Things only get more beautiful as the line climbs towards Baijnath Paprola. A little known aspect of Himachal is that it is India’s third biggest tea growing region after the Western Ghats and North East India. Kangra Tea is famous in its own right, and the tea estates around Palampur are as pretty as they come. Palampur station itself is among the five most beautiful railway stations that I have been to. The Dhauladhar mountains tower over the station, with gold and green trees lining the platform and its charming tin roof.
Legend has it that the town gets its name from three Hindustani words —pani (water), alam (environment) and pur (settlement). Ergo, the ‘town with plenty of rainfall’. Mercifully, the rain had abated on the day we visited the station, and the golden sunrise over the snow capped peaks of the Dhauladhar made the setting beautiful beyond words. And the the arrival of the morning train to Nurpur Road made it picture perfect.
While services ran all the way from Pathankot to Joginder Nagar, they were operating in two parts when we visited. Two pairs were running between Nurpur Road to Baijnath Paprola, and another two pairs between Baijnath and Joginder Nagar. Strangely, the timings of the two pairs were not synced, to allow passengers to connect end to end. Baijnath Paprola station gets its name from the famous Baijnath town which is actually closer to the Baijnath Mandir station. The location around a nearby town called Paprola was more suitable to allow the construction of a fair sized yard and a trip shed for visiting locomotives.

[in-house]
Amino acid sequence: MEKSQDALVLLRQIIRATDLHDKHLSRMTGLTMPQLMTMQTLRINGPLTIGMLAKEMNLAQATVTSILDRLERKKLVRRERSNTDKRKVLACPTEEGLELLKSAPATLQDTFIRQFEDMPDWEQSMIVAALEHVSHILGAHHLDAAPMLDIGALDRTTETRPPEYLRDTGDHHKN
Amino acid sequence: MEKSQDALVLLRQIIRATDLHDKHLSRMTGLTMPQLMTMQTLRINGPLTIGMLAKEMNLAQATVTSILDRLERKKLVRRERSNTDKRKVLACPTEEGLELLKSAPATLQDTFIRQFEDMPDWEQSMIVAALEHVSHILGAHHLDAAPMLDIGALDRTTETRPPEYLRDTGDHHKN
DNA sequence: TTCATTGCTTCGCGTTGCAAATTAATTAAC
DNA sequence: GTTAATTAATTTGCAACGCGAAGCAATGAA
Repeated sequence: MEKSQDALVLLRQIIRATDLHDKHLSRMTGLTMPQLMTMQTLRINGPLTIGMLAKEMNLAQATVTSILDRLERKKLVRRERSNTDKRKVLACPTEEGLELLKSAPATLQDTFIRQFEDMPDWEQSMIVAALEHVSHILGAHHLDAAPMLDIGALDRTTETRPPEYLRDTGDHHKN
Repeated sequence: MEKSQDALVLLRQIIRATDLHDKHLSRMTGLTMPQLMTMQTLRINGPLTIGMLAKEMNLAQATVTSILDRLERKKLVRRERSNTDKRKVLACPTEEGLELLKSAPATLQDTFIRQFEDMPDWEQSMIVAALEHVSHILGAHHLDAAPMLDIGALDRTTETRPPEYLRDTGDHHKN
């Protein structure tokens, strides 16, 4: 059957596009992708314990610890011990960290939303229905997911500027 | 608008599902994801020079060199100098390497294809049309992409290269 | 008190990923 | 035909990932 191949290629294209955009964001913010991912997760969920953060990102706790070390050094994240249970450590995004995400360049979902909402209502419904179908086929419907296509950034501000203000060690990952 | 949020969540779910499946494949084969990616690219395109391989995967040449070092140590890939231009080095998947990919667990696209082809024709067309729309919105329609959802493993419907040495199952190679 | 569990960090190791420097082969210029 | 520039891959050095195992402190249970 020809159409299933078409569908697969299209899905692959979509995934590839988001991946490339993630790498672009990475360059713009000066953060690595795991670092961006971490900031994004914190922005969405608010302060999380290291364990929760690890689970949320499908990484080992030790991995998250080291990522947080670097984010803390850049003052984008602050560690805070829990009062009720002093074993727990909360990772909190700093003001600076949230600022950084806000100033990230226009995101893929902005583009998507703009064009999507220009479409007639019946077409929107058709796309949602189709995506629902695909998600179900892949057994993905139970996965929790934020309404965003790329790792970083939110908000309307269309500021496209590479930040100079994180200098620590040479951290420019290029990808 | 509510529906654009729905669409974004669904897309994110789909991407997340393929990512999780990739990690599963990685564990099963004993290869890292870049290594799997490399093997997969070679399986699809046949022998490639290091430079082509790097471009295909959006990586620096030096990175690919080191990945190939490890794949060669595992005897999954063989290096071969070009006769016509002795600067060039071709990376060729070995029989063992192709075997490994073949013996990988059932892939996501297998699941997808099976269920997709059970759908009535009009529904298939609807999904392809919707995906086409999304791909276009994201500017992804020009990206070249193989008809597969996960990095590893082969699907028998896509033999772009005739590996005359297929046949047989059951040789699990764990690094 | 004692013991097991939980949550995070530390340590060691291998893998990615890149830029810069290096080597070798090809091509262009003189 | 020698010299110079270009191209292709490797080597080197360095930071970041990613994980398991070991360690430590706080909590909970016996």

When opened, the trains on the section were powered by steam. ZE and ZF class locomotives were house in a shed (depot) at Pathankot. This was later converted to diesel traction in 1976-77. ZDM-3 class locomotives built by state owned Chittaranjan Loco Works (CLW) were brought for duty. These 700hp locos were later supplemented by the ZDM-4A class, which were largely identical but featured two extra axles for better adhesion. The steep section between Baijnath Paprola and Joginder Nagar is the exclusive domain of the ZDM-4A class. The original ZDM-3 class built between 1971 and 1982 has been phased out. In its place, a modern twin cab ZDM-3 (internal designator ZDM-3D) class is in service, with locos built by the Parel Workshops in Bombay.